The Big Chill

Published in the January 2019 Issue January 2019 Multimedia Shannon Stockwell

If you’re out on the houseboat this time of year, it’s likely a bit chilly. No matter your age you’ll want to make sure you’re taking all the precautions necessary to ensure good health while you’re out on the water. You’ve probably seen kids go to school in the winter time in shorts and a hoody sweatshirt, claiming to be warm, and maybe they really are. I never believe them because I like to keep my office a balmy 80 or 90 degrees all winter long. However, the older some people get, the easier they seem to get cold.

Here are some tips to keep you warm in the chilly weather. Some will seem pretty obvious, but they are good reminders.

Stay Active

Try not to sit for long stretches. Move around. Any kind of activity, from walking the docks (as long as it's not very cold) to doing some onboard cleaning, gets your circulation going and makes you feel warmer.

If you have difficulty walking, moving your arms and legs and wiggling your toes and fingers will help. If it's very cold outside or icy underfoot, try to keep active indoors rather than venturing outside.

Eat For Warmth

Regular hot meals and hot drinks will provide warmth and energy. Foods such as potatoes, beans, bread, milk, eggs, meat and fish, are all good sources of protein, energy and vitamins which will help keep you healthy.

Eating plenty of fresh fruit and vegetables helps. Stock up on basic foods to avoid having to go out on cold days.

Dress For Warmth

Wrapping up warmly, both indoors and out, is very important. Several layers of thin clothing, for example, a shirt or blouse, thin jersey and cardigan, will keep you warm by trapping air between them. Clothes made from wool, polyester or fleecy synthetic fibers are usually warmer. Thermal underwear can help beat the chill. For a little more guidance, check out Montem's guide on how to choose a rain jacket.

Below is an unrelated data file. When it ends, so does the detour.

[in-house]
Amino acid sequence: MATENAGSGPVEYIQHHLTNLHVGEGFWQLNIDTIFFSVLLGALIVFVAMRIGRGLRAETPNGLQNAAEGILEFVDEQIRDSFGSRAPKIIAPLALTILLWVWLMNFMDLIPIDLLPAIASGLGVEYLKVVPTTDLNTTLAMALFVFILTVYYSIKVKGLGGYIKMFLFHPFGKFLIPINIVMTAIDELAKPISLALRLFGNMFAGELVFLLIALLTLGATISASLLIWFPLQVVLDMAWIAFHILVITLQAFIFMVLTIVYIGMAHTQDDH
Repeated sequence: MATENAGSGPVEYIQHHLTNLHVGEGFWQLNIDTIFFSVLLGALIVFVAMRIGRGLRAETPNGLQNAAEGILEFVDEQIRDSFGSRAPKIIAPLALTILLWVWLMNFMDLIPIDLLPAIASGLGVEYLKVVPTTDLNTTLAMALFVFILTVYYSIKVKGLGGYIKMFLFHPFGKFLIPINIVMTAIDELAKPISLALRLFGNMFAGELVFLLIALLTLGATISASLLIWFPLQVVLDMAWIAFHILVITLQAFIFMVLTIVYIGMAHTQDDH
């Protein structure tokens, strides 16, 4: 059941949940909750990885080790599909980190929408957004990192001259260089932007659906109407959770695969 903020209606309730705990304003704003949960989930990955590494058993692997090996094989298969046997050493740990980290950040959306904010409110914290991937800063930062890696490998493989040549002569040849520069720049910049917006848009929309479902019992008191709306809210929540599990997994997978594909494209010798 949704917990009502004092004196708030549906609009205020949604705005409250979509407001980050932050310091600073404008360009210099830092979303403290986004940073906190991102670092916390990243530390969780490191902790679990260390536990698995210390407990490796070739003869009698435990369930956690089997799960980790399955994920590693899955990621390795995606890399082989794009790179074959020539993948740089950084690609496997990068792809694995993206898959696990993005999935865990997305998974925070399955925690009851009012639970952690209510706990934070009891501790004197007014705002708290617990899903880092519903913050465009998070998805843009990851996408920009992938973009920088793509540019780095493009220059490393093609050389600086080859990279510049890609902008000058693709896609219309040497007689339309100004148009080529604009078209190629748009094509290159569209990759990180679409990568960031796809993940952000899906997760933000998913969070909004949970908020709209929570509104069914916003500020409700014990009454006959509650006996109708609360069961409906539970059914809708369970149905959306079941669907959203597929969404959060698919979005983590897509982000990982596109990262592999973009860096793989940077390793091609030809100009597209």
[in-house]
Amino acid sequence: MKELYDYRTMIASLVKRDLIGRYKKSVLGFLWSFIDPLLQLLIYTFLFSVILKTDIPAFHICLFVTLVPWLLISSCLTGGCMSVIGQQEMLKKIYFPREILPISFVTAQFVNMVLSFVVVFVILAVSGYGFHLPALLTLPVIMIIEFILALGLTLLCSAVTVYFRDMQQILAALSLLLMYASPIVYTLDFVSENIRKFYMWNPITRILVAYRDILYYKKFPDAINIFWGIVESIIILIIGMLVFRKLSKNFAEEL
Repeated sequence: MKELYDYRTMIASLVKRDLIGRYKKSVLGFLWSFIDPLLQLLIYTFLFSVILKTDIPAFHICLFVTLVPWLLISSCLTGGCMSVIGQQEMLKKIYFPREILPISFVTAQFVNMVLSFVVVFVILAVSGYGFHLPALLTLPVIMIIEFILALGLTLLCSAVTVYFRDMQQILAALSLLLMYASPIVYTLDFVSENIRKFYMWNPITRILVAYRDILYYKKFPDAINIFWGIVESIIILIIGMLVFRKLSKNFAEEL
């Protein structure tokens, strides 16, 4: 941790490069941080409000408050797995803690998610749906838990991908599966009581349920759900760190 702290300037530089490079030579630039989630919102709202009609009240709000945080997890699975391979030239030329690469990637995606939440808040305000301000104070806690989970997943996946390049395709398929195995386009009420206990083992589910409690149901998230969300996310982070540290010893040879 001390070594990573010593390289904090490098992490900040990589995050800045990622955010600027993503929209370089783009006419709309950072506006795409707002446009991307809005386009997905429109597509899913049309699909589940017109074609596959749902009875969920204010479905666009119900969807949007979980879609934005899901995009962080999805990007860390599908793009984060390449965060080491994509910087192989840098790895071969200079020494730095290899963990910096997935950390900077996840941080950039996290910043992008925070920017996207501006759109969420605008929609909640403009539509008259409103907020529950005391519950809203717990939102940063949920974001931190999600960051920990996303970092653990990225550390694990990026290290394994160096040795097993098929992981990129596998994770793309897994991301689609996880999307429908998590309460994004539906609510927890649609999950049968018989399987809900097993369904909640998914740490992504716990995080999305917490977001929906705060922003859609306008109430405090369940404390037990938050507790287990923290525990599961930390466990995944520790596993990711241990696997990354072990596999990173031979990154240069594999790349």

Then don't for get to wear warm, thick tights or long socks. When sitting down, a shawl around the shoulders or a blanket over the knees will provide a lot of warmth.

Dress appropriately for weather when you go out. It is easy to throw on a just a coat when you go to the marina store, only to realize on the way that it's colder than you thought. Wear layers, gloves and a hat or scarf to help prevent heat loss through your head. Warm shoes or boots with good grips are also important.

If you get wet, change into dry, new clothing as soon as you get indoors.

Keeping Your Houseboat Warm

Whatever type of heating you may have, it is important to keep both your galley and stateroom warm enough. Heat your master suite in the cold months or at least warm your bedroom at night before you go to bed. The recommended temperature is 21 degrees Celsius, but you may be more comfortable at a higher temperature. If the temperature falls below 16 degrees Celsius, the elderly especially could be at risk of suffering from hypothermia, heart attack or a stroke.

As we get older, the risk of heart attack or stroke greatly increases in cool temperatures, so it’s important to keep your houseboat warm. A warm atmosphere keeps the body temperature up, which helps to protect against the effects of the cold outside. So it’s important to keep your boat warm and to dress up warm when you go outside.

Exposing the head and face to cold air at night has been shown to increase blood pressure, so it’s best to keep all windows closed in the winter.

Last but not least, try this delicious cinnamon mint tea. It’s a good way to keep the chill away.


8 cups water
2-3 cinnamon sticks
A handful of fresh mint leaves (about 10-15 leaves)
Dash of cinnamon powder
Your favorite sweetener (like agave or stevia)

To Prepare:

Bring the water to boil in a pot. Add the cinnamon sticks and boil for another 10-15 minutes. Remove pot from heat and add the remaining ingredients. Cover and let sit for at least 5 minutes. Enjoy. You can even refrigerate and serve cold in summer if you like.

Here’s to warm houseboating adventures!

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